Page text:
Abstract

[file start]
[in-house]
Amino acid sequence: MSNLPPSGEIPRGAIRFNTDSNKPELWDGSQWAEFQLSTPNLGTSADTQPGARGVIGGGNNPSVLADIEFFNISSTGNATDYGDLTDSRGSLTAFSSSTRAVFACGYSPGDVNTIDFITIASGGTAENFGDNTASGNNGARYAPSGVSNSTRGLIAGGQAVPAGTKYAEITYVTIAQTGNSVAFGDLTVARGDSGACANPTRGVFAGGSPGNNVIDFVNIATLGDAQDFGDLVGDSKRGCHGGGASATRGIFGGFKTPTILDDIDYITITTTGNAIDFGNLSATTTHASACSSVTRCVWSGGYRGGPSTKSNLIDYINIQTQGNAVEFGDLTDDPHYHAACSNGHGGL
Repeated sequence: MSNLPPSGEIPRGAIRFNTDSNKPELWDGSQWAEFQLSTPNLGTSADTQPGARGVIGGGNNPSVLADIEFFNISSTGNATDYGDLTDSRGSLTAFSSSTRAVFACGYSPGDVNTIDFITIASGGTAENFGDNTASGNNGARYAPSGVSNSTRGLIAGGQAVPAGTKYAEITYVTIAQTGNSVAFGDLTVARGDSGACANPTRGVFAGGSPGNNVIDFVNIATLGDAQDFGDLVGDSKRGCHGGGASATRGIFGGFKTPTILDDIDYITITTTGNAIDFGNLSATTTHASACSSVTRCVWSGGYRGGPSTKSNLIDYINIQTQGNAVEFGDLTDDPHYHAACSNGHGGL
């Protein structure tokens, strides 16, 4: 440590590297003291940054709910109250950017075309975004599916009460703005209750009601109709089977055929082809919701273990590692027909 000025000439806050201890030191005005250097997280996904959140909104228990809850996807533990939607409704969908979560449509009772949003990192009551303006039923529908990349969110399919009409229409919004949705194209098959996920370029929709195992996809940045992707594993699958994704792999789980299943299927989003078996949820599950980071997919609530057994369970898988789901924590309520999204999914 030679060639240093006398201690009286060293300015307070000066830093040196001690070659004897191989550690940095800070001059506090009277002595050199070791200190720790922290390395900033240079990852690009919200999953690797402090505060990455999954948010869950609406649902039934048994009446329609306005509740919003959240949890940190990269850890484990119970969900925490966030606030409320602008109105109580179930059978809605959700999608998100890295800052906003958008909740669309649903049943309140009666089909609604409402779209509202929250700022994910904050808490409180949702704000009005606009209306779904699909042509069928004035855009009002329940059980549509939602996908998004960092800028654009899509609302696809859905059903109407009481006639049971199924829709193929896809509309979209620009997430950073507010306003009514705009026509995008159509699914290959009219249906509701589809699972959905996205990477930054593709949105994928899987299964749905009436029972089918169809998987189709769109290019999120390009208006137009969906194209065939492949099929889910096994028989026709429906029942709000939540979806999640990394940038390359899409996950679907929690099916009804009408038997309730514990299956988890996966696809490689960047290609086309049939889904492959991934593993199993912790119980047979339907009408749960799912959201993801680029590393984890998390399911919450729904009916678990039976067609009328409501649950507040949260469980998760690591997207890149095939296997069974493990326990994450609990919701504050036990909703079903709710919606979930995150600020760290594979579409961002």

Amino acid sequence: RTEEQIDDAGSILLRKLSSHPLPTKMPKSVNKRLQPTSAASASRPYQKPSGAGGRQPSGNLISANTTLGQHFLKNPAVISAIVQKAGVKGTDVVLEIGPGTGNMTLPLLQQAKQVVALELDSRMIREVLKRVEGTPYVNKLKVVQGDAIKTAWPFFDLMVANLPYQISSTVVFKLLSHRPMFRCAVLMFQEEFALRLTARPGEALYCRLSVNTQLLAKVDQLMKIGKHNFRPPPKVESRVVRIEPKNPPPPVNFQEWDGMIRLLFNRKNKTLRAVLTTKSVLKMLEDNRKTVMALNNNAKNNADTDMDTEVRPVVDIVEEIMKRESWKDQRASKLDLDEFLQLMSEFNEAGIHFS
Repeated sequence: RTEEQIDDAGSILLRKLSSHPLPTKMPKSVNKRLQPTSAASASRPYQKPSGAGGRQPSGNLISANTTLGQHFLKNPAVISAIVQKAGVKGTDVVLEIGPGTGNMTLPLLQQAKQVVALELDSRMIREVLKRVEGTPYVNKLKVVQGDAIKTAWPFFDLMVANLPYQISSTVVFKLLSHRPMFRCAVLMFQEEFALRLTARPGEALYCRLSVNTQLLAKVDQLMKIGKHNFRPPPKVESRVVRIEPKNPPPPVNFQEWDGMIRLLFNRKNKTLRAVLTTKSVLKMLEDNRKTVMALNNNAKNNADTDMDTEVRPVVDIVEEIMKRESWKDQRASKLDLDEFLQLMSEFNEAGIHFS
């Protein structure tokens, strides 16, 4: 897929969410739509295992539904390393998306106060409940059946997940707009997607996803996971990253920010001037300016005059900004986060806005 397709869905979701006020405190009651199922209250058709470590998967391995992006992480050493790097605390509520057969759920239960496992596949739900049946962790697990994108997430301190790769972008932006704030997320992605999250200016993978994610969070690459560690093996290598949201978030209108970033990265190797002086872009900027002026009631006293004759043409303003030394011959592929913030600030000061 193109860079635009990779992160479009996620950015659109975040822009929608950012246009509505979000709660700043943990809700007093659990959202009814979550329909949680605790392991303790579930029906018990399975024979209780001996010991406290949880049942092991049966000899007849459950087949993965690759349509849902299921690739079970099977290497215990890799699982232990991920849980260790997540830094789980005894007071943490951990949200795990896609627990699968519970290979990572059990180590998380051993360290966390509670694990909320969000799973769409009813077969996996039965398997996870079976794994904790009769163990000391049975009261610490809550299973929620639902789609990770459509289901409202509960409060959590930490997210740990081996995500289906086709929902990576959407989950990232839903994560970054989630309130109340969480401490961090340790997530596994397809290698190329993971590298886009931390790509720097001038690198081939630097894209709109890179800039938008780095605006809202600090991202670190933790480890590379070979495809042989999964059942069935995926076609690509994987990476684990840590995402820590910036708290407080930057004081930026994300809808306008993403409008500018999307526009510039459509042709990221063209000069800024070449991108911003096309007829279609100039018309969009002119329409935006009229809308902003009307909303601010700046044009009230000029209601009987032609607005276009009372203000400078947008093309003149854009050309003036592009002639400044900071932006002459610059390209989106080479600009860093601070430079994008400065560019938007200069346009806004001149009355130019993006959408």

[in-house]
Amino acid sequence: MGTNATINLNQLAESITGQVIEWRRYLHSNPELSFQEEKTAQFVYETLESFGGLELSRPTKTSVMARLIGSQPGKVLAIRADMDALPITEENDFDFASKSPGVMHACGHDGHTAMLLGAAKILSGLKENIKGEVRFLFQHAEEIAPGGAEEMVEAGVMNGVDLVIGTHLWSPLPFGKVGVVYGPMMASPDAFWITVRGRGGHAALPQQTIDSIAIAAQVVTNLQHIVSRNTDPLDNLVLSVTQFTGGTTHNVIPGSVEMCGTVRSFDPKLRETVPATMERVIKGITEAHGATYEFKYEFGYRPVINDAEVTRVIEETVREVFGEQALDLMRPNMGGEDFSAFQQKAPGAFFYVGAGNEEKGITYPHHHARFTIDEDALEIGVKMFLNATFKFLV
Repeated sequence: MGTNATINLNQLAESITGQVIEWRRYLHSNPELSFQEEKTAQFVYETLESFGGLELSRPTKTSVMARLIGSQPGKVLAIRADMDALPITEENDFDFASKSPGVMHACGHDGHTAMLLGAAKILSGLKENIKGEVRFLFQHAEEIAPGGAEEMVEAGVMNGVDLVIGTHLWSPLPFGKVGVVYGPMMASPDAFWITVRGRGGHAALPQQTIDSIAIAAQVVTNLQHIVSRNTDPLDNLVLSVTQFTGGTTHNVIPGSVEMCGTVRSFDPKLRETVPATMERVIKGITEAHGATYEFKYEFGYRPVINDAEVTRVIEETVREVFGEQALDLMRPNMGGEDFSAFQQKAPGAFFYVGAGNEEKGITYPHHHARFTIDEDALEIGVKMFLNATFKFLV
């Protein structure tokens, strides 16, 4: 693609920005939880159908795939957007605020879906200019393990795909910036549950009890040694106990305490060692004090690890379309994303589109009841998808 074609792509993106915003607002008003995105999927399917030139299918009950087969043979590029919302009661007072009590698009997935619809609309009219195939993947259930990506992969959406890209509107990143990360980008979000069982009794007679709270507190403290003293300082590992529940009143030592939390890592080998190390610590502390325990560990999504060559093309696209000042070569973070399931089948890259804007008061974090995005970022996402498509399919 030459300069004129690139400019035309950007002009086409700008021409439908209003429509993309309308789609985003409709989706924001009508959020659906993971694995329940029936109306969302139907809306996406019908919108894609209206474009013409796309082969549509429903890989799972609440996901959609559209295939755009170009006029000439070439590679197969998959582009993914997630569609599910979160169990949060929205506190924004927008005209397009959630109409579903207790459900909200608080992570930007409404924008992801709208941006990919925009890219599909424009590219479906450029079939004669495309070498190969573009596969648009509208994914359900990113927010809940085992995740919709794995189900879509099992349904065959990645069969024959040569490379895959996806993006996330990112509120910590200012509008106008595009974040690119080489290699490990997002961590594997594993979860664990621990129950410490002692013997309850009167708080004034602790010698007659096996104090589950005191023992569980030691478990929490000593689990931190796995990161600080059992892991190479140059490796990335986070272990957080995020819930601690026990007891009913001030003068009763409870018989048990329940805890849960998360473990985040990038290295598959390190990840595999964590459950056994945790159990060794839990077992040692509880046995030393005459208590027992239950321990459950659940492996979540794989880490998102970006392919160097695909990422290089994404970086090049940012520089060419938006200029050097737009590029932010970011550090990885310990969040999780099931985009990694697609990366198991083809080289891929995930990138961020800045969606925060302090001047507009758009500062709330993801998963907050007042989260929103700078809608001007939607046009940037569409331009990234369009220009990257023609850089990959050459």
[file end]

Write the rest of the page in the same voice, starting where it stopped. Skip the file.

Three-dimensional seismic datasets have provided unrivalled insights into magma flow within sub-volcanic systems. One of the key revelations is that sills appear to be constructed of a series of discrete magma lobes that form during the emplacement of magma into host-rock. We focus on a large sill, within the Faroe–Shetland Basin, North Atlantic, that is well imaged on seismic data, and identify the presence of ‘broken bridges’ within the sill, developed between elongate magma lobes, and reveal for the first time in three dimensions the development of broken bridges. Critically, by relating the imaged structures to key outcrop-scale examples we confirm that bridge and broken-bridge structures are oriented perpendicular to the magma flow direction. This work thus demonstrates a key link that can be made between seismic-scale investigation of intrusions and sub-seismic (outcrop-scale) processes, highlighting the seemingly scale-invariant nature of the magmatic emplacement process.

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